Amirah is very secure with the alef bet now. The next frontiers looming are reading and writing. The Hebrew print letter and script letters are really different from each other. Print is only used in, er, print :) and people only write in script. In many schools, the children learn a sort of block print in K/1/2 that is quickly dropped when they learn script. There is no practical reason to learn block print except for to reinforce the shape of the letters that one is learning to read. So, since A seems to have a thorough handle on what she is reading and I don't think would benefit from the kinisthetic reinforcement of learning block print, I'm thinking we'll skip it altogether. Some of the research I've read says that teaching two forms of writing can be confusing. It's not at all like going from manuscript to cursive in English. Here's what I'm talking about:
The letters on the top (reading right to left) are in script; the letters on the bottom are print. Less than half the script letters look anything like their print counterparts.
I read an abstract of a thesis by Yehuda Perach (who is also interestingly a member of the Israeli Knesset) that explored this issue. You can download a brief in the upper right corner. He concluded that using print for reading and only script for writing was the most effective method.
I haven't decided yet. We are at the point where we could do print, but instead I think I'll forge ahead into the world of reading first. Of course first we have to get through this grand slam of holidays! :)
Most of the schooling we've been doing has revolved around the Jewish holidays. We've also kept up our daily reading lessons. We finished On the Banks of Plum Creek and today we will begin By the Shores of Silver Lake. Our enthusiasm for the books has not waned one bit. Even papa is caught up in all the excitement and can't wait to hear the next installment. We also got the first season of the television series and Amirah has been having great fun remarking which stories are happening out of order and which stories were made up by tv people and not by Laura Ingalls Wilder. :) Interestingly enough, it seems to be the episodes that smack of "social commentary" much more overtly than anything in the books. In a good way, of course, but not true to the original.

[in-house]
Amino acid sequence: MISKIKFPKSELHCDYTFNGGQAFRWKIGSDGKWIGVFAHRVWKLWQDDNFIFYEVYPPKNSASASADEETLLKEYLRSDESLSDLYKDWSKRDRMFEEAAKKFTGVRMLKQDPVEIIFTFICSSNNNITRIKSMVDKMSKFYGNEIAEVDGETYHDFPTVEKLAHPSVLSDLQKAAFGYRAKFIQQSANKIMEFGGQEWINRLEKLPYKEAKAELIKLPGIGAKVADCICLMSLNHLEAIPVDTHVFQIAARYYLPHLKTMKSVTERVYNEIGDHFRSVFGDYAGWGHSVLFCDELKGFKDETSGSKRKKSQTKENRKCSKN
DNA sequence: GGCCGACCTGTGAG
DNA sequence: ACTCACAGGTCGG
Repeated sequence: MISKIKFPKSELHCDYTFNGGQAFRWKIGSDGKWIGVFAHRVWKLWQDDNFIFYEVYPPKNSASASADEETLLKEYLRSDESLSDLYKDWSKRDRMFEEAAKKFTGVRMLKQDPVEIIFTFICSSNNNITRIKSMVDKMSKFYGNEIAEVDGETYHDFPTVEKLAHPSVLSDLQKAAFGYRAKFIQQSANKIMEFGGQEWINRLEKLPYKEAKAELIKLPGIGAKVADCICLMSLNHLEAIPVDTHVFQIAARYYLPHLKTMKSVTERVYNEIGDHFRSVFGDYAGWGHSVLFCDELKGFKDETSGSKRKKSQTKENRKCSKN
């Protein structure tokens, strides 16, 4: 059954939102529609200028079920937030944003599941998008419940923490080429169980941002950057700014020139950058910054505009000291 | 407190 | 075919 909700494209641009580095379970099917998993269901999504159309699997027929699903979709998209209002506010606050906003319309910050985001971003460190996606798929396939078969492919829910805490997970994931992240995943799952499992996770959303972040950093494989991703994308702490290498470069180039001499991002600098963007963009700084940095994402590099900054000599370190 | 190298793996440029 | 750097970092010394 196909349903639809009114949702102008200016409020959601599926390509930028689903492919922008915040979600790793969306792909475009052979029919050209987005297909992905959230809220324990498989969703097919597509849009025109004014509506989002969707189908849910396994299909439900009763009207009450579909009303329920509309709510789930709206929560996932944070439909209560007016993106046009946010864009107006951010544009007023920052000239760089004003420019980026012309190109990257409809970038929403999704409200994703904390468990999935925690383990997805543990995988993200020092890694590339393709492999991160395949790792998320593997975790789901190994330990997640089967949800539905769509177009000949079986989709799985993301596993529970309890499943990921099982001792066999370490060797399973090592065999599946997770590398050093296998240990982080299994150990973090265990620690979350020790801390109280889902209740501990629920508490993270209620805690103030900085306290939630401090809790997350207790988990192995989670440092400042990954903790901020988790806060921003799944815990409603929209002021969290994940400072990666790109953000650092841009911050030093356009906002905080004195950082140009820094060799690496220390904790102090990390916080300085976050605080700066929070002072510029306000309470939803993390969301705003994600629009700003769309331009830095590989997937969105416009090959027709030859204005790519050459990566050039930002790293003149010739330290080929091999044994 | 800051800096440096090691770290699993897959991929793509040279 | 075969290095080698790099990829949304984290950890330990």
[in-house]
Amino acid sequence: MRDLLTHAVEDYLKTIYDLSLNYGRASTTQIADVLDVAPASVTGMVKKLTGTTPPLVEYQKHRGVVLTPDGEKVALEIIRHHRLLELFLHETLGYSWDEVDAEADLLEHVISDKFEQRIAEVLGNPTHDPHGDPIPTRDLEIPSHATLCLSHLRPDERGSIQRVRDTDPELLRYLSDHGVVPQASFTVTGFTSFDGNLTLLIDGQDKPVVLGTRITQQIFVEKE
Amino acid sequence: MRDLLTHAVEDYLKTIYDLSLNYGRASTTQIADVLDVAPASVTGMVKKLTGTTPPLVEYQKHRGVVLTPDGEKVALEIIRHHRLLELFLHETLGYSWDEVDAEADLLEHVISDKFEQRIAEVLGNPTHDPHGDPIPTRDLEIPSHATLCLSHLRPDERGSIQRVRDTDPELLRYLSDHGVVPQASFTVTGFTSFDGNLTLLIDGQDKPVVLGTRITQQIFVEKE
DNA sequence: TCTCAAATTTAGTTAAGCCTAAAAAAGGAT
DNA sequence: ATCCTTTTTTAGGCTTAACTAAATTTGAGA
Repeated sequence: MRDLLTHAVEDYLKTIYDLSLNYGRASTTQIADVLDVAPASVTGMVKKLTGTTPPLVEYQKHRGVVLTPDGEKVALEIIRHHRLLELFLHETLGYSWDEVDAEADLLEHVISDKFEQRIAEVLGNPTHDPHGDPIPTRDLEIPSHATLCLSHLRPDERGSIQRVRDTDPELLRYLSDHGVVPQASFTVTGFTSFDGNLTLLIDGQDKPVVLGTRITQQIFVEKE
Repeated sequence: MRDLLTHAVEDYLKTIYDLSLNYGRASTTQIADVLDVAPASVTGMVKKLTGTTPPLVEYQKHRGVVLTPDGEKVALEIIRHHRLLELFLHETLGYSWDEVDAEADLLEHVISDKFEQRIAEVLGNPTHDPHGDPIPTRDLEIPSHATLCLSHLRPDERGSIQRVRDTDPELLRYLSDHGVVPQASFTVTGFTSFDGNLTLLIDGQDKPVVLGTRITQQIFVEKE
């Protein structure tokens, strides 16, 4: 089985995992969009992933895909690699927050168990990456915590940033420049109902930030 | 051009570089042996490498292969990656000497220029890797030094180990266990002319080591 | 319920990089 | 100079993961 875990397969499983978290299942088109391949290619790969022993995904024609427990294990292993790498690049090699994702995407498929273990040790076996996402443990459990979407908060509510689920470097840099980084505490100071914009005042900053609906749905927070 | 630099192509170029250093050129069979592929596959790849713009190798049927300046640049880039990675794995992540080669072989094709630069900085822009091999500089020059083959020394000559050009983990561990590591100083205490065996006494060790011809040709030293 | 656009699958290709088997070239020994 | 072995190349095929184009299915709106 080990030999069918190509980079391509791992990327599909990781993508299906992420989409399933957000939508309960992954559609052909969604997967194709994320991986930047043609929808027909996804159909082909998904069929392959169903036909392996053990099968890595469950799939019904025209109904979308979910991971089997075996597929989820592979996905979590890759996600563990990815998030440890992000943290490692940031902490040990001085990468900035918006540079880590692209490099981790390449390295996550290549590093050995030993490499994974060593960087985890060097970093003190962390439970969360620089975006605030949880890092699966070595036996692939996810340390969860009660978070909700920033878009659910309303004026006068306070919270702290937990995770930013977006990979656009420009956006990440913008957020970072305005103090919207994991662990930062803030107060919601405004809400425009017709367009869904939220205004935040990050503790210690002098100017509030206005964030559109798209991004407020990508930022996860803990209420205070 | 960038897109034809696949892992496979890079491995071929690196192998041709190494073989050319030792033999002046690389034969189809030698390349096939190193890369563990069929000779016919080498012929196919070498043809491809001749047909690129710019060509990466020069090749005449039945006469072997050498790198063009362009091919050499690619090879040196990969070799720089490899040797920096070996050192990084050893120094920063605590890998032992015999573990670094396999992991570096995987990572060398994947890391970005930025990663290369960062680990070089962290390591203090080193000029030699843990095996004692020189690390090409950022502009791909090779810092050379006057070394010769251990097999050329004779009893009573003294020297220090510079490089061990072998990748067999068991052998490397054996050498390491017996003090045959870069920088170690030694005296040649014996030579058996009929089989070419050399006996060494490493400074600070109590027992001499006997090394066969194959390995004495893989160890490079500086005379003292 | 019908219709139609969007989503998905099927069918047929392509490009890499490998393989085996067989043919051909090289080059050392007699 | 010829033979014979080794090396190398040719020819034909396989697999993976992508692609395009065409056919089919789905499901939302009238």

The holidays will end October 22 and I expect that on October 26 we'll move back into our more regular schedule (whatever that is). That will give us a good solid 8 weeks of learning time before Channukah, which by the way in the great scheme of Jewish holidays is relatively minor. Only its proximity to Christmas has made it so popular. It won't really alter our learning time like the fall holidays, but we'll probably take a little more time to do lots of fun outings. Gifts aren't traditionally part of the holiday, except for chocolate money. We usually give our own children chocolates and a book. Pretty simple. Light a few candles, fry a few foods in oil, sing, dance, and that's about it. But more about that later.... that's a ways off! It's really just this round of fall holidays + passover that are a great big to-do.
Back to sukkot preparations. More about sukkot tonight, I hope, since it begins Monday night!